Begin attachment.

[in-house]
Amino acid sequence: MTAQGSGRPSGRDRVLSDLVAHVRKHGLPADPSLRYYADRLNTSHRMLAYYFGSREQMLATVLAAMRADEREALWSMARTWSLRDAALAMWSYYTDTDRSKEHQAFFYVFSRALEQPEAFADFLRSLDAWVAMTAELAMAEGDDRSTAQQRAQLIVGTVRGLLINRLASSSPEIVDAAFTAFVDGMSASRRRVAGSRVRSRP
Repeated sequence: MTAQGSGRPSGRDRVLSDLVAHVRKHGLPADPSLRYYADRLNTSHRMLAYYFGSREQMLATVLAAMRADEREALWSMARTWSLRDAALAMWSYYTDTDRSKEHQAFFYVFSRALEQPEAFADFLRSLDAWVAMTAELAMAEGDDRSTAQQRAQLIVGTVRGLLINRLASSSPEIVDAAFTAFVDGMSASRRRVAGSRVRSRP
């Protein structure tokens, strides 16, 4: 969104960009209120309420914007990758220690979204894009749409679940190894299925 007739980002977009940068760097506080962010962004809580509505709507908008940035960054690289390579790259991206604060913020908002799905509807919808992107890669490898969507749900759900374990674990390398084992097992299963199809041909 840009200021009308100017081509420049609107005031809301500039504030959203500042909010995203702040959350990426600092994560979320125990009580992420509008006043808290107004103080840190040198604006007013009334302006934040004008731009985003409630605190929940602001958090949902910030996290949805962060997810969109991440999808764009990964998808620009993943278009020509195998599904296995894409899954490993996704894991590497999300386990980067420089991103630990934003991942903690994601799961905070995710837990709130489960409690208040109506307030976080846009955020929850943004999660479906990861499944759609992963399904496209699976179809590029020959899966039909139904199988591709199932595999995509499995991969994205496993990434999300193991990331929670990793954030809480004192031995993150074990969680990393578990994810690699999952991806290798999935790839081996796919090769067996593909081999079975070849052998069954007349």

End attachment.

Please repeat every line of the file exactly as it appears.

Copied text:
[in-house]
Amino acid sequence: MTAQGSGRPSGRDRVLSDLVAHVRKHGLPADPSLRYYADRLNTSHRMLAYYFGSREQMLATVLAAMRADEREALWSMARTWSLRDAALAMWSYYTDTDRSKEHQAFFYVFSRALEQPEAFADFLRSLDAWVAMTAELAMAEGDDRSTAQQRAQLIVGTVRGLLINRLASSSPEIVDAAFTAFVDGMSASRRRVAGSRVRSRP
Repeated sequence: MTAQGSGRPSGRDRVLSDLVAHVRKHGLPADPSLRYYADRLNTSHRMLAYYFGSREQMLATVLAAMRADEREALWSMARTWSLRDAALAMWSYYTDTDRSKEHQAFFYVFSRALEQPEAFADFLRSLDAWVAMTAELAMAEGDDRSTAQQRAQLIVGTVRGLLINRLASSSPEIVDAAFTAFVDGMSASRRRVAGSRVRSRP
């Protein structure tokens, strides 16, 4: 969104960009209120309420914007990758220690979204894009749409679940190894299925 007739980002977009940068760097506080962010962004809580509505709507908008940035960054690289390579790259991206604060913020908002799905509807919808992107890669490898969507749900759900374990674990390398084992097992299963199809041909 840009200021009308100017081509420049609107005031809301500039504030959203500042909010995203702040959350990426600092994560979320125990009580992420509008006043808290107004103080840190040198604006007013009334302006934040004008731009985003409630605190929940602001958090949902910030996290949805962060997810969109991440999808764009990964998808620009993943278009020509195998599904296995894409899954490993996704894991590497999300386990980067420089991103630990934003991942903690994601799961905070995710837990709130489960409690208040109506307030976080846009955020929850943004999660479906990861499944759609992963399904496209699976179809590029020959899966039909139904199988591709199932595999995509499995991969994205496993990434999300193991990331929670990793954030809480004192031995993150074990969680990393578990994810690699999952991806290798999935790839081996796919090769067996593909081999079975070849052998069954007349």